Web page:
Early on in the discussion of strategy, there was a thread about security, ownership and dissemination about sensitive information (and discussions) using our proposed platform.
I took a risky (but important) position of No Private Spaces.
Here's why I think that's an important decision, and why I made it.
Our Corporate DNA
... was basically established back in the 1980s and 1990s. Lots of New England tech companies failed (Wang, Prime, DEC, et. al.) and many of these people ended up at EMC.
Now, during the formation of EMC, Dick Egan et. al. shaped that raw material and added considerable value, so I would be remiss in saying that EMC's corporate DNA was not unique in many regards.
But information sharing wasn't one of our key corporate tenets. We thought we had unique IP. Even letting people know what we were thinking about was considered an important corporate secret.
Everything was on a need-to-know basis. And, strangely, the behavior was reinforcing, because once you were "in the loop", you didn't want to buck the system that had given you privileged access to information.
Fast Forward Twenty Years
EMC acquires dozens of companies. EMC establishes clear leadership in most of its chosen markets. It all gets wonderfully diverse and complicated and ... well, it's a very different game, isn't it?
Hint: in any company that has 35,000+ employees, they're all going to be working on different aspects of The Problem -- and they're going to need to work with others that aren't in their group, aren't they?
The new business challenges aren't at the product / BU level -- it's getting people to work together cross-functionally.
The DNA that made us successful is now getting in the way of our most fundamental business problem -- acting like one company, rather than an aggregation of many.
Joe Tucci and the exec management even sent a clear message -- "ONE EMC" -- just to reinforce the problem and the need to solve it.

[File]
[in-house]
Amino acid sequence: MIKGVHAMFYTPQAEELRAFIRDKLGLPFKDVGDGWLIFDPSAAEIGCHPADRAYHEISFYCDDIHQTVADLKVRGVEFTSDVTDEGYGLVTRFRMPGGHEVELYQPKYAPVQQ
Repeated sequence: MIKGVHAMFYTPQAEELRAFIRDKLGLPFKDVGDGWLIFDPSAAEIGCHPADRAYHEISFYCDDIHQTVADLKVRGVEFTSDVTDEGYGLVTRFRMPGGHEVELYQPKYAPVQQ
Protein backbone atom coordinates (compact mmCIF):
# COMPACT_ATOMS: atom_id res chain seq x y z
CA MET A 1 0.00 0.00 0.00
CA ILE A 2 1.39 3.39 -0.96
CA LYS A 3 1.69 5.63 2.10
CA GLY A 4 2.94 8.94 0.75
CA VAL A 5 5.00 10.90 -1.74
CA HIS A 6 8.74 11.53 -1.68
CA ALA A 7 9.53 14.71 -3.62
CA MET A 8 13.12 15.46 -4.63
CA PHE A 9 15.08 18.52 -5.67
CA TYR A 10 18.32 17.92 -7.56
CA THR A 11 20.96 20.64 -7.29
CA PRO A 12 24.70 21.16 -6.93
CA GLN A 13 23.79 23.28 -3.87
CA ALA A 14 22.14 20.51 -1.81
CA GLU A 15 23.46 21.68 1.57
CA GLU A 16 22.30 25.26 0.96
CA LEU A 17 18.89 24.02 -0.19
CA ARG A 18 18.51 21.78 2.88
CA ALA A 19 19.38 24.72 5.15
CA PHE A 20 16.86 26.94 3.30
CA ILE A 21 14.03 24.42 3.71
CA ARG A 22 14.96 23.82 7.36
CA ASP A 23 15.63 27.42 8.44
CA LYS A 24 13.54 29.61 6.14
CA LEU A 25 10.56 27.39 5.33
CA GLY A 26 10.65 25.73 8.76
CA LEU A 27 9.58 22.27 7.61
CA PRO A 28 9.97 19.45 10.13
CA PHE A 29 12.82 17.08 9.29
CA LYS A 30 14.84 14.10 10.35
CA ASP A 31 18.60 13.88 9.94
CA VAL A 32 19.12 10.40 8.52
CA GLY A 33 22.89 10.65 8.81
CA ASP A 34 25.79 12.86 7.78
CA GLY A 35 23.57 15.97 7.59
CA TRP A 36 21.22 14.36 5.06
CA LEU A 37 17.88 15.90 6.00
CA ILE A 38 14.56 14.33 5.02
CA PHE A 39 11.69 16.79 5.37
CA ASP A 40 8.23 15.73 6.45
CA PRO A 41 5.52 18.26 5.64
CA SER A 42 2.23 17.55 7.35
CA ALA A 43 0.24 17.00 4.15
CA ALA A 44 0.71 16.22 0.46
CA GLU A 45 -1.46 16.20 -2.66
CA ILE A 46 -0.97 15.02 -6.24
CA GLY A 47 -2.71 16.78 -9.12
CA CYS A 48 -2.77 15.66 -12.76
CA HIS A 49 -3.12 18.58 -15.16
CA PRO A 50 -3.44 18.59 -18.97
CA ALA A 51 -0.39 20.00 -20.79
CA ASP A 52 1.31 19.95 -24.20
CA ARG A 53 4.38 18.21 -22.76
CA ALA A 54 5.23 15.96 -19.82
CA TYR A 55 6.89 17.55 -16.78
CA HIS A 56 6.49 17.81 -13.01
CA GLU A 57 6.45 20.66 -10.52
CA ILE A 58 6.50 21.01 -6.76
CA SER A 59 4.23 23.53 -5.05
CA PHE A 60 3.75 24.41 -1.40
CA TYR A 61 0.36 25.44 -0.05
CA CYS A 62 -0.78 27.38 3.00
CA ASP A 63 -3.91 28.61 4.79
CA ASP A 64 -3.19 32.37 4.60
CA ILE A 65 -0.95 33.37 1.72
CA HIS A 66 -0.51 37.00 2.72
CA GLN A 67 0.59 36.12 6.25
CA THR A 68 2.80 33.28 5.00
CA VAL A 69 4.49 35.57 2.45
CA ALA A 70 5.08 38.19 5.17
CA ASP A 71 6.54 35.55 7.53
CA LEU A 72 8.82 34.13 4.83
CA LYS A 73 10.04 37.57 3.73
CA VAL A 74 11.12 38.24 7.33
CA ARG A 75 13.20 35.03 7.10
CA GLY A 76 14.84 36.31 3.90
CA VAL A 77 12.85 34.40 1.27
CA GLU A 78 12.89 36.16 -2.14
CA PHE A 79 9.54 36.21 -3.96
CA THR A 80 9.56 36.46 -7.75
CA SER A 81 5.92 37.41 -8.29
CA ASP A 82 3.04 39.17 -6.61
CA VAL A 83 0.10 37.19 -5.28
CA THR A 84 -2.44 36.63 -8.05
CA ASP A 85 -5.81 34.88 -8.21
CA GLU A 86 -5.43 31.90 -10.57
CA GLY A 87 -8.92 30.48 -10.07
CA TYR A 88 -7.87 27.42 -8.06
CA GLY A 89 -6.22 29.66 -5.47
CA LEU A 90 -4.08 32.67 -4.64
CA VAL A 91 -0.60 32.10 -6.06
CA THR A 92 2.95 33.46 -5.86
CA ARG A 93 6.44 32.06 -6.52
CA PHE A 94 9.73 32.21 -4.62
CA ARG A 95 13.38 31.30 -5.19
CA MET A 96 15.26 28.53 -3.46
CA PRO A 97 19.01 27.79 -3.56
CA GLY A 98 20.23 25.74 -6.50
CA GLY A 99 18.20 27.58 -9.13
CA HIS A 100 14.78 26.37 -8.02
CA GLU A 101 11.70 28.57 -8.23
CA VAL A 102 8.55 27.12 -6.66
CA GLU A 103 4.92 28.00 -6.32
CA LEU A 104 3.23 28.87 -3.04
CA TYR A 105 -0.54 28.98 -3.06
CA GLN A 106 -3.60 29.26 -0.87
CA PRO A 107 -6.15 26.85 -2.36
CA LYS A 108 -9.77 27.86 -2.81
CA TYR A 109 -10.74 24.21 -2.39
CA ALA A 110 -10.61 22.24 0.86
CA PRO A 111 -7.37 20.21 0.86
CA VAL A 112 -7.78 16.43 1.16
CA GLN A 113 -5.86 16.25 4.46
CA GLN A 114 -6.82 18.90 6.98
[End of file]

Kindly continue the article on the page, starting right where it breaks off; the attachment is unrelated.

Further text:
Now, there wasn't a whole lot of meat on that particular bone in terms of specific details and actions, but that's understandable. And it was interesting to see how various people interpreted that particular mantra to serve their parochial needs -- but that's a story for another time, isn't it?
We had a quick discussion in our community about what to call this platform. Clearly, it needed a name.
I offered the suggestion that -- whatever we called it -- it ought to reflect a Big Honkin' Corporate Priority.
Someone (I think it was Len Devanna) came up with EMC ONE -- a clear derivative of the "ONE EMC" corporate priority.
I think we intend it to mean EMC One Network of Employees or some such thing, but the interpretation of acronym is far less important than the message the name sends -- this is all about working together in very different (and concrete) ways.
And Ground Rules
Since the company has lots of ways of sharing confidential and private information (physical doc distribution, email, eRooms, private file shares, etc.) I felt we didn't need yet another way to do this.
On a more practical note, there's an enormous administrative burden in simply administering permissions and access rights, which -- of course -- changes each and every day (or hour!).
One example is eRooms at EMC. I am a member of perhaps over a hundred. And, routinely, when I click on one of them, it asks me to log on, which I do, and then sends me a message that I Am Not Authorized To See This Content.
Sometimes, I follow through with the administrator to get myself added. Mostly, I just blow it off and move on. And I think I'm not the only one.
The frustrating part is that there's stuff in all of these eRooms that everyone should see. There are no deep, dark secrets that can't be shared with other EMC employees. So why the heavy-handed security?
We want people to be curious and nose around. We're marketing to "lurkers", remember?
We want people to get comfortable having open discussions about real problems and collaborative outcomes -- that's the behavior. And it won't happen in a walled garden.
So, from day one, we've got a simple rule: no private spaces. Period.
If you feel you can't share what you're working on with other employees of EMC corporation, this is not the tool for you. Go do your own thing. There are lots of other options to meet your need.
If you want to point to a doc that's under some sort of secure control on another system or repository, that's fine -- go ahead.
Everything else will be fully visible (althought not editable) by anyone behind the firewall who might happen along.
We'll see how that one goes ... !!!